Reproductive Options for People With Fabry Disease

Reproductive Options for People With Fabry Disease
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The thought of potentially passing Fabry disease on to your children can be daunting. However, there are options to limit this risk and help with family planning.

How is Fabry disease inherited?

Mutations in the GLA gene cause Fabry disease. This gene resides on the X chromosome. Fabry disease is passed on in an X-linked dominant pattern, meaning that one faulty copy of the gene is enough to cause the disease.

Women have two copies of the X chromosome, one from each parent, while males have one X chromosome, from their mother, and a Y chromosome, from their father. Since women have two copies of the gene, they can range from being asymptomatic to having severe symptoms.

If you are a man with Fabry disease, you will not pass the disease to any of your sons. However, you will pass it to all of your daughters. If you are a woman, all of your children will have a 50% chance of having the faulty gene depending on which X chromosome they inherit from you.

Can Fabry disease affect my pregnancy?

If you are a woman with Fabry disease, you can still get pregnant but are at a higher risk of complications during the pregnancy. A survey of 41 women with Fabry disease showed an increase in Fabry disease-related symptoms such as gastrointestinal distress, proteinuria (increased protein levels in the urine), headaches, and acroparesthesias (burning, tingling, or numbness sensations) during pregnancy.

The study also found an increase in the risk of preeclampsia, or dangerously high blood pressure during pregnancy, as well as postpartum depression in mothers with Fabry disease.

If you are planning on getting pregnant and either you or your partner have Fabry disease, you should discuss your options with your physician and a genetic counselor.

Prenatal genetic diagnosis

You also have the option to test your child for Fabry disease before they are born through a process called prenatal genetic diagnosis. Here, doctors collect DNA samples from the fetus and screen them for genetic disorders such as Fabry disease.

There are two main methods of collecting samples from the fetus: chorionic villus sampling (CVS) and amniocentesis.

Doctors usually perform CVS when your fetus is between 10 and 12 weeks old. For the procedure, he or she will insert a long needle through your abdomen or a catheter through your vagina in order to collect small finger-like projections, called villi, from the placenta. The placenta supplies blood and nutrients to the fetus and contains its genetic material.

For amniocentesis, the fetus is a little bit older, between 15 and 20 weeks. Here, the doctor inserts a long needle through the mother’s abdomen and into the amniotic sac surrounding the fetus. He or she collects a sample of amniotic fluid, which contains DNA from the fetus.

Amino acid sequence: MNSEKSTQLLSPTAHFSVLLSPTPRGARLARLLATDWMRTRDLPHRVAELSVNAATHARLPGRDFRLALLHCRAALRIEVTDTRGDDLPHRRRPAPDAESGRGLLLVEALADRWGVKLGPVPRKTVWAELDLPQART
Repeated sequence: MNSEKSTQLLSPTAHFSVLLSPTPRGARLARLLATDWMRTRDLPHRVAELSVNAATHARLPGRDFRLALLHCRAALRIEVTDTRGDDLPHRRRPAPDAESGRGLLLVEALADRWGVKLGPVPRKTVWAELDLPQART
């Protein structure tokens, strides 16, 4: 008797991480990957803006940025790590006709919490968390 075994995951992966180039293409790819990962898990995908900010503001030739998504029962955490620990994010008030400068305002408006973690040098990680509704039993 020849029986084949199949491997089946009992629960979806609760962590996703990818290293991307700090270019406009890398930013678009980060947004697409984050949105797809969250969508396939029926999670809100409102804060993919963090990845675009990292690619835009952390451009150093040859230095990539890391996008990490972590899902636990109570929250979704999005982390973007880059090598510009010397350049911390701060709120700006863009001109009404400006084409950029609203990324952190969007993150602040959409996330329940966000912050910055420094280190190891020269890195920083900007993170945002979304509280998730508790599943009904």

In vitro fertilization and preimplantation genetic diagnosis

Another option could be in vitro fertilization (IVF) with preimplantation genetic diagnosis (PGD).

In IVF, sperm fertilize eggs in a laboratory setting. Doctors can then implant the embryos into the mother’s uterus to hopefully result in a pregnancy.

Clinicians can screen the embryos created by IVF using PGD. They can then select only those not carrying a disease-causing mutation for implantation into the mother’s uterus.

Other reproductive options using IVF

Other options include using a sperm or egg donor for IVF, or a surrogate to carry your baby to term.

If you choose IVF using a sperm and/or egg donor without the disease, the child would not be genetically related to either you or your partner or both.

If you are a woman with Fabry disease and you and/or your physician believe the possible risk of complications are too high for your potential pregnancy, you could choose to have a surrogate carry your baby.

 

Last updated: Sept. 25, 2020

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Fabry Disease News is strictly a news and information website about the disease. It does not provide medical advice, diagnosis, or treatment. This content is not intended to be a substitute for professional medical advice, diagnosis, or treatment. Always seek the advice of your physician or other qualified healthcare providers with any questions you may have regarding a medical condition. Never disregard professional medical advice or delay in seeking it because of something you have read on this website.

Brian holds a Ph.D. in Biomedical Engineering from Case Western Reserve University and a Bachelors of Science in Biomedical Engineering from Georgia Institute of Technology. He has co-authored numerous scientific articles based on his previous research in the field of brain-computer interfaces and functional electrical stimulation. He is also passionate about making scientific advances easily accessible to the public.
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Özge has a MSc. in Molecular Genetics from the University of Leicester and a PhD in Developmental Biology from Queen Mary University of London. She worked as a Post-doctoral Research Associate at the University of Leicester for six years in the field of Behavioural Neurology before moving into science communication. She worked as the Research Communication Officer at a London based charity for almost two years.
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Brian holds a Ph.D. in Biomedical Engineering from Case Western Reserve University and a Bachelors of Science in Biomedical Engineering from Georgia Institute of Technology. He has co-authored numerous scientific articles based on his previous research in the field of brain-computer interfaces and functional electrical stimulation. He is also passionate about making scientific advances easily accessible to the public.
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